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A Chiropractic Bucket List
William Morgan,

The Bucket List,” a 2007 movie starring Morgan Freeman and Jack Nicholson, portrays two strangers who share a hospital room and discover that they have only months to live because of disease. Through a series of events, they become friends and create a list, called a bucket list, of things that they would like to do before they die. Throughout the movie, the two main characters pursue experiences in their fleeting last days, only to learn that the most important things in life are not things.

This movie was a good reminder that the mortality rate for humanity is 100 percent. None of us will be here 100 years from now.

Several years ago, I became very ill and went to a colleague’s office for an evaluation. He is one of the world’s most renowned internal medicine physicians. After a battery of tests and examinations, he told me, “These tests look like those of a patient with non-Hodgkin’s lymphoma. I need you to get some additional tests done.”

He kept talking, but my thoughts jumped to my family and what I had left undone in life: I still needed to teach my daughter to ride her bicycle, I needed to tell my son about the facts of life, and I needed to provide more of a subsistence for my wife. My late father had lymphoma, and I knew what the future held for me.

That next week dragged on forever, and further testing found that I did not have cancer. I had a new lease on life. For the next several weeks and months, I worked hard to mend relationships and to be a better father and husband and a more compassionate doctor. But as time passed, I found myself sliding back into complacency and mediocrity. I had to periodically jolt myself from my complacency and challenge myself to greater things: to love more, to give more, to touch more and to seek God more.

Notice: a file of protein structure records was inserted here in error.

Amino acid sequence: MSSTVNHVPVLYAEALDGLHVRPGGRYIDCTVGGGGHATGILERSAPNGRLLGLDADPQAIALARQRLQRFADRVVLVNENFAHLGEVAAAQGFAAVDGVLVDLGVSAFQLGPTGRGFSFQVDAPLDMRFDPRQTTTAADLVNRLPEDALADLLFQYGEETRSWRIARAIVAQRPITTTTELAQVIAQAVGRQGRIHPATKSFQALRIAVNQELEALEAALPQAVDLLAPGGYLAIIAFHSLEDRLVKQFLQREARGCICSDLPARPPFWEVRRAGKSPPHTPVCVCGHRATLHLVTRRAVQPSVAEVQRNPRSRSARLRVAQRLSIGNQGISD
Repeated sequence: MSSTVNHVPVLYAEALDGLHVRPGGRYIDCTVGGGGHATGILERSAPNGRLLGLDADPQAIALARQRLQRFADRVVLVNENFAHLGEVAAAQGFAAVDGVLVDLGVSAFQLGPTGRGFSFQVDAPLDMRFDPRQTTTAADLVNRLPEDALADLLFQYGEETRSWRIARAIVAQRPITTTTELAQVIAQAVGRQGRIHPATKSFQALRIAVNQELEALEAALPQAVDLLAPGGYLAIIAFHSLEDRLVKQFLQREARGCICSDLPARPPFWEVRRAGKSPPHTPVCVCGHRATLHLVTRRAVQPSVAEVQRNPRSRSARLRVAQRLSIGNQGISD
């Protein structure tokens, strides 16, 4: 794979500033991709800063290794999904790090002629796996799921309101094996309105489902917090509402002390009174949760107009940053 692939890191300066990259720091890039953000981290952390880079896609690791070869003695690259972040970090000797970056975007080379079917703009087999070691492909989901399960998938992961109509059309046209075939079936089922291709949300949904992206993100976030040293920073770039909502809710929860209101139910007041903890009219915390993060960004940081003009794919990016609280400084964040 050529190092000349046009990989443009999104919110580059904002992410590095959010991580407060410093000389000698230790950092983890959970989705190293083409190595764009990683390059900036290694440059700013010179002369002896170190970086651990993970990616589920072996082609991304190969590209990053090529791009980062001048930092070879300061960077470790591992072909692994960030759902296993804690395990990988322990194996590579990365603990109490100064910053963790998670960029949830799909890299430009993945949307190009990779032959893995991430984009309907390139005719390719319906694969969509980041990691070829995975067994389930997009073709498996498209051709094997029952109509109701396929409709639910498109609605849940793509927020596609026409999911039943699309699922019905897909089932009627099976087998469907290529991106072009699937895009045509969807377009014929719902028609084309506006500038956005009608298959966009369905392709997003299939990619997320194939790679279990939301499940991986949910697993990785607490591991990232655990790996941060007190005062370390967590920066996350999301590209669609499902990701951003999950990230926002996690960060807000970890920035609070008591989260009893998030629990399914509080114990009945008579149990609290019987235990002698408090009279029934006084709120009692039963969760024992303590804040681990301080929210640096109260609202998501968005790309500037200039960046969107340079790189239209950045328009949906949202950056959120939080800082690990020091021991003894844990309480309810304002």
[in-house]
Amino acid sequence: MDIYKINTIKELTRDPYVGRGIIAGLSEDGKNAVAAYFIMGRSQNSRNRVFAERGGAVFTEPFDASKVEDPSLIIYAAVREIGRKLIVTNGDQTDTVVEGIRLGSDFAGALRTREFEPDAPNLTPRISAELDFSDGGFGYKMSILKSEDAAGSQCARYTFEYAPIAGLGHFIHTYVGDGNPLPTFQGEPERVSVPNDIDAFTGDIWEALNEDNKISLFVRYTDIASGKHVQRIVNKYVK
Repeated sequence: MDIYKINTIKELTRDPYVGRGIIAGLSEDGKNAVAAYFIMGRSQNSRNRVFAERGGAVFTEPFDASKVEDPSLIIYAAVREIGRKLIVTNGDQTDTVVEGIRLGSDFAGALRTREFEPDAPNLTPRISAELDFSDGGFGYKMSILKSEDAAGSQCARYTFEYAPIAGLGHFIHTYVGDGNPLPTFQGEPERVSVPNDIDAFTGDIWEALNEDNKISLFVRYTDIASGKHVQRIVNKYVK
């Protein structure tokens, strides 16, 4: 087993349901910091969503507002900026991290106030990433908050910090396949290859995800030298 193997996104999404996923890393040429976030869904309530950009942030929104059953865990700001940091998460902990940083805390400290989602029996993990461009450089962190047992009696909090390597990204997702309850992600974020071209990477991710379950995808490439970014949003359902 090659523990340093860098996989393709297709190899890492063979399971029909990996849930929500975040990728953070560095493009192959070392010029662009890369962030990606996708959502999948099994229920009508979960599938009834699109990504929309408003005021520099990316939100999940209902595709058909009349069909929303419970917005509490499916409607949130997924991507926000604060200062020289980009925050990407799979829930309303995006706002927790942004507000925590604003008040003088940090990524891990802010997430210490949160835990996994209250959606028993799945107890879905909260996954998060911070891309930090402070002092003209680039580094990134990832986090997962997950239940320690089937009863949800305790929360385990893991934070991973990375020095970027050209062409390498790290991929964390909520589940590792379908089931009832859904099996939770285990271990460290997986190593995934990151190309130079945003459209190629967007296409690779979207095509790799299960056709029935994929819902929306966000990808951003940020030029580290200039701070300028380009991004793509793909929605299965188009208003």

Are You Living to the Fullest?

I would challenge you to examine your existence and the direction of your life. Then ask yourself, “If I knew that I had only one year to live, how would I change my behavior?” If you can honestly say that you would not change a thing, then you are already living life to its fullest. But if you have regrets and remorse, thenI would challenge you to change the way that you are living. Seek greater depth in your relationships, work on deepening the integrity of your character and pour yourself into the service of your patients. You may even create your own bucket list.

While I would not impose on your personal list, I would venture a couple of recommendations for a professional bucket list:

• Go on a benevolent chiropractic mission at home or abroad.

• Mentor a younger doctor.

• Publish in a peer-reviewed journal (this is harder than you think).

• Give hope to a patient who has no hope.

• Pray with a patient for whom you have nothing else to offer but a prayer.

• Cry with a patient.

• Visit an ill patient in the hospital.

• Help someone who can do nothing for you in return.

• Attend the National Chiropractic Legislative Conference in Washington, D. C.

• Raise money for a capital campaign that benefits your alma mater.

• Make peace with an adversary.

Your bucket list should not become just another to-do list. It should be a heartfelt portrait of your professional life—your life as you intended to live it.